ABS in legal row over South Korea satellite

It has been reported that Permira-backed Asia Broadcast Satellite (ABS) is involved in a major argument with South Korea’s government over KoreaSat-3/ABS-7.  ABS announced it had “bought” KoreaSat-3 on May 24th 2010 from Korea Telecom (KT).

Specialty trade news-site Space Intel Report says that ABS was fearful in 2013 that its plans to buy KoreaSat-3 were likely to be thwarted by the government, and took control of the satellite in space, moving the craft one tenth of a degree from 116 degrees East to 116.1 degrees East, and renamed the bird ABS-7.

Bermuda domiciled (but Philippines-based) ABS also used a technical maneuver by using an official ITU registration it had in place for a satellite called Pacificsat-9 that it had made some 2 years prior via the government of Papua New Guinea.

The moves have resulted in legal actions backed by South Korea’s government and with KT Corp and KT Sat directly involved, and asking a US court to overturn a previous International Chamber of Commerce (ITT) arbitration ruling which awarded ABS ownership of KoreaSat-3/ABS-7.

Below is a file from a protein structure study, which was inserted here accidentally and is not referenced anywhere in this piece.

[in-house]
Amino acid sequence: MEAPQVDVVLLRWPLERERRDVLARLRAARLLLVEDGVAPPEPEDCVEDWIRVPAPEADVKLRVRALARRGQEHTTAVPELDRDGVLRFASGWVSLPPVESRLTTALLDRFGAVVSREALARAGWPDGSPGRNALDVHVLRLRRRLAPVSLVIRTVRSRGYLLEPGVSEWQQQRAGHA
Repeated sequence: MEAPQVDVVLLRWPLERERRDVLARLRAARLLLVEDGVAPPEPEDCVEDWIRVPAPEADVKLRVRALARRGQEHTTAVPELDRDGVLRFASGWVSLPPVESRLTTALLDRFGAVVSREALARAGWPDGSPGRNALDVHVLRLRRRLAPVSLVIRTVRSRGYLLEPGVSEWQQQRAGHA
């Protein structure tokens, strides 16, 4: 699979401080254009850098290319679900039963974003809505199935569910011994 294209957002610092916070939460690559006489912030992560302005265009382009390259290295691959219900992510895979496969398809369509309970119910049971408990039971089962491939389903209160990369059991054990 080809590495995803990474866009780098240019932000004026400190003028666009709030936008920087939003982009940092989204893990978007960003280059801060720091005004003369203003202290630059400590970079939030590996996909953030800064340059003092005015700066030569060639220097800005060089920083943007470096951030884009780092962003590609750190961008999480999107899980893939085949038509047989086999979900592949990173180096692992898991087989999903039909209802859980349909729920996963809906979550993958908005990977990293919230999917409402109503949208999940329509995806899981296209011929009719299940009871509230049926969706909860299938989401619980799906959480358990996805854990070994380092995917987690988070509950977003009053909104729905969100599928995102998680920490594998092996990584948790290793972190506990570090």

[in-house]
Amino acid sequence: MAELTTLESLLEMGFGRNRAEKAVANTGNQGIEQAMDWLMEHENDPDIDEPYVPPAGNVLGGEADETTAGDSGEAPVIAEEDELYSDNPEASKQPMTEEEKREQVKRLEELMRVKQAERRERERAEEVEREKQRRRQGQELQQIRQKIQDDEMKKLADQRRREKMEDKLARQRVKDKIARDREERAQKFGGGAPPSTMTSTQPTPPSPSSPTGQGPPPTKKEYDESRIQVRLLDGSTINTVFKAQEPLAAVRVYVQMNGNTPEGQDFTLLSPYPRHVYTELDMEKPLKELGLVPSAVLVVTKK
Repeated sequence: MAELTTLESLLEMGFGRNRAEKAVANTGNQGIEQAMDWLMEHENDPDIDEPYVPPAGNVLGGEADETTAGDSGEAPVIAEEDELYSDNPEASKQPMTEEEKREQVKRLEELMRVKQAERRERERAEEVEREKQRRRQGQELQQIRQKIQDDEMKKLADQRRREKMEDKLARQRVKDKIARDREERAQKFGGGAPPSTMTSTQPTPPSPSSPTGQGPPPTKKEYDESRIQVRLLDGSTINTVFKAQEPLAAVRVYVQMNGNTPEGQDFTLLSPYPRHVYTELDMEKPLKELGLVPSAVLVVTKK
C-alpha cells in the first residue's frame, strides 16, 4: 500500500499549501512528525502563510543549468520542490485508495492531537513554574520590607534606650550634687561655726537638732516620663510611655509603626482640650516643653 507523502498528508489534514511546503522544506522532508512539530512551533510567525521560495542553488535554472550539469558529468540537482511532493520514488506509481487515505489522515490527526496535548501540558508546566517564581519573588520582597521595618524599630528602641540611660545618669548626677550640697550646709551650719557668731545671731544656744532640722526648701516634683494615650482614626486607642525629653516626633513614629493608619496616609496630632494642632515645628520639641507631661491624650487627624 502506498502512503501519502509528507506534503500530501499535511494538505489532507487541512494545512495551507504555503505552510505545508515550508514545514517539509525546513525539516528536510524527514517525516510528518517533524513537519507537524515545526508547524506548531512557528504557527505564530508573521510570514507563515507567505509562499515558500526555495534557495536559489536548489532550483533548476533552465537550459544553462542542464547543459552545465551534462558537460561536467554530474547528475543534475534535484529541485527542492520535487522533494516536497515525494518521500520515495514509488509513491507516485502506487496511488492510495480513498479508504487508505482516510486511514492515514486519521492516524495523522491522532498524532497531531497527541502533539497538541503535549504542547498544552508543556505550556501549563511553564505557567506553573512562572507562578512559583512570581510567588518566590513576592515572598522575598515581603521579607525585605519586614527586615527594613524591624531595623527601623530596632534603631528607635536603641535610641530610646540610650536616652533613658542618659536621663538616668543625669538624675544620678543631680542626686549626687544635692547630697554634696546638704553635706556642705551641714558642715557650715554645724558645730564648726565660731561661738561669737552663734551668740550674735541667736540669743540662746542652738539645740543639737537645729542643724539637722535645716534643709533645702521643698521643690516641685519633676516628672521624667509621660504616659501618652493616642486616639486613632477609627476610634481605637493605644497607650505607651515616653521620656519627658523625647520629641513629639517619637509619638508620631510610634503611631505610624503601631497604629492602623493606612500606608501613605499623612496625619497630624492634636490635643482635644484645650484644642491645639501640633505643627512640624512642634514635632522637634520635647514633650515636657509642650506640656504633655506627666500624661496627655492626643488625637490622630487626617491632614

According to Space Intel Report the various moves have probably resulted in South Korea losing its orbital rights to the 116 degrees slot, and the follow-on lost revenues that the slot represented.

However, not helping matters is that the ICC arbitration, which itself took 3 years to study the case, was made in a 2-1 majority verdict, and the dissenting vote from one tribunal panel member strongly criticized the ruling, saying that ABS’ action – and the ICC verdict – sanctioned the unlawful misappropriation of a strategic asset of a foreign sovereign state.

Korea now has a new satellite in position (KoreaSat-7, launched in May) and working alongside KoreaSat-6. ABS-7 sits in orbit just one tenth of a degree away, at 116.1 degrees East.

At the time of the 2010 “purchase” ABS said that the satellite had 6-7 years of life left in a full station-kept mode, and a further 5-6 years of useful life thereafter although in an inclined orbit operation.

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